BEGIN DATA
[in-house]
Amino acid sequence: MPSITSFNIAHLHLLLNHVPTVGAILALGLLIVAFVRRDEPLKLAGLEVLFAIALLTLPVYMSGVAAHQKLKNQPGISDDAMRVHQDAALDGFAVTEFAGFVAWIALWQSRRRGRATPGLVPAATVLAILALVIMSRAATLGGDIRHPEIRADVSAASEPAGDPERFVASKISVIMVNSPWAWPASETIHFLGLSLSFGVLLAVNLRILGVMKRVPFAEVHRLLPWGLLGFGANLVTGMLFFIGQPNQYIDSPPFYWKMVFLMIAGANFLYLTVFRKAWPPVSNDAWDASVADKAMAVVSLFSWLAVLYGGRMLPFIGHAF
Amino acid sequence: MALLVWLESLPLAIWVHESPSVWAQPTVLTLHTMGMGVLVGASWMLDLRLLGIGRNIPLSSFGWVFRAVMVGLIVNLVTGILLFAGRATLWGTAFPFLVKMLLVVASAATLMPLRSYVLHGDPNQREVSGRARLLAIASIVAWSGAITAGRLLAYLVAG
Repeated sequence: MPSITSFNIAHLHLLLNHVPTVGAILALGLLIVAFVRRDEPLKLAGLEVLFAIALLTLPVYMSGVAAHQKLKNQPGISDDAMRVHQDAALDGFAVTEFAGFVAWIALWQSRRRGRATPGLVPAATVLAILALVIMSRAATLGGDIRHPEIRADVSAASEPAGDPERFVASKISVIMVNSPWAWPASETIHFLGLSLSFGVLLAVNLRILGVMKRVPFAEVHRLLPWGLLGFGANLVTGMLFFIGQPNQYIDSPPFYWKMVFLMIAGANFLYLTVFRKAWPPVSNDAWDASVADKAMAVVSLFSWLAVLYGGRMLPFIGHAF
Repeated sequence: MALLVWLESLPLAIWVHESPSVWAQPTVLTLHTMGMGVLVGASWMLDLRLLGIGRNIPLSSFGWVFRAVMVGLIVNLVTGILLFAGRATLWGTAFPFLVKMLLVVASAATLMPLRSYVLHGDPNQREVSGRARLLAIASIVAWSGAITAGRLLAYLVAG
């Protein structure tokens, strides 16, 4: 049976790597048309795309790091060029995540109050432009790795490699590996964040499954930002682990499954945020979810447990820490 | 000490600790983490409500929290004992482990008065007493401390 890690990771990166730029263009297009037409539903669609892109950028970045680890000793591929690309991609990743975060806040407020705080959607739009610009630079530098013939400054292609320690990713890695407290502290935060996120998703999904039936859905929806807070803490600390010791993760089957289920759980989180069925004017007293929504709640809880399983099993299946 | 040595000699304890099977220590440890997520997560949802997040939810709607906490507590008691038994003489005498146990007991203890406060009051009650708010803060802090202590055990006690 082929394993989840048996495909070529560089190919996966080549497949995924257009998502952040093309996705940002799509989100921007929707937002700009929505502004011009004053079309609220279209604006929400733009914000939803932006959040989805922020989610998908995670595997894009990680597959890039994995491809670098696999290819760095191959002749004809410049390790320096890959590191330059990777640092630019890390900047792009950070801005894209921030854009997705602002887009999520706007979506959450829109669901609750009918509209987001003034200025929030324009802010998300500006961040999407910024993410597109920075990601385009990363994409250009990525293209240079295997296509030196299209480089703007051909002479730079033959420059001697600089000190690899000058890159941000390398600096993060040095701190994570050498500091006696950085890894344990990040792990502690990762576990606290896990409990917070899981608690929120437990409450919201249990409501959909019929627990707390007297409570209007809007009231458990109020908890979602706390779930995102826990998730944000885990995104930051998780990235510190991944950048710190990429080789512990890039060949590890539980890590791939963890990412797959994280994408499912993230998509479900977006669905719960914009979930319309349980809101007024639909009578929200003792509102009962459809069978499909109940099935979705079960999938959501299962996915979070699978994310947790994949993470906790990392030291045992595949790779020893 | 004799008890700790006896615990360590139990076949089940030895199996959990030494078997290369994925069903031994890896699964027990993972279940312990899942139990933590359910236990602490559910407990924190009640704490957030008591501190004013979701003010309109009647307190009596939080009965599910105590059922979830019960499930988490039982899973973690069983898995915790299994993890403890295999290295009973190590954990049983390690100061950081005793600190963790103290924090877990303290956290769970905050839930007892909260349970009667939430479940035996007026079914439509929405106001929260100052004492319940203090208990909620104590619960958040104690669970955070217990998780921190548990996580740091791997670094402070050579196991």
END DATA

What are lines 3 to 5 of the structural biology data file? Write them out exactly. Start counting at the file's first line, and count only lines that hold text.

Amino acid sequence: MALLVWLESLPLAIWVHESPSVWAQPTVLTLHTMGMGVLVGASWMLDLRLLGIGRNIPLSSFGWVFRAVMVGLIVNLVTGILLFAGRATLWGTAFPFLVKMLLVVASAATLMPLRSYVLHGDPNQREVSGRARLLAIASIVAWSGAITAGRLLAYLVAG
Repeated sequence: MPSITSFNIAHLHLLLNHVPTVGAILALGLLIVAFVRRDEPLKLAGLEVLFAIALLTLPVYMSGVAAHQKLKNQPGISDDAMRVHQDAALDGFAVTEFAGFVAWIALWQSRRRGRATPGLVPAATVLAILALVIMSRAATLGGDIRHPEIRADVSAASEPAGDPERFVASKISVIMVNSPWAWPASETIHFLGLSLSFGVLLAVNLRILGVMKRVPFAEVHRLLPWGLLGFGANLVTGMLFFIGQPNQYIDSPPFYWKMVFLMIAGANFLYLTVFRKAWPPVSNDAWDASVADKAMAVVSLFSWLAVLYGGRMLPFIGHAF
Repeated sequence: MALLVWLESLPLAIWVHESPSVWAQPTVLTLHTMGMGVLVGASWMLDLRLLGIGRNIPLSSFGWVFRAVMVGLIVNLVTGILLFAGRATLWGTAFPFLVKMLLVVASAATLMPLRSYVLHGDPNQREVSGRARLLAIASIVAWSGAITAGRLLAYLVAG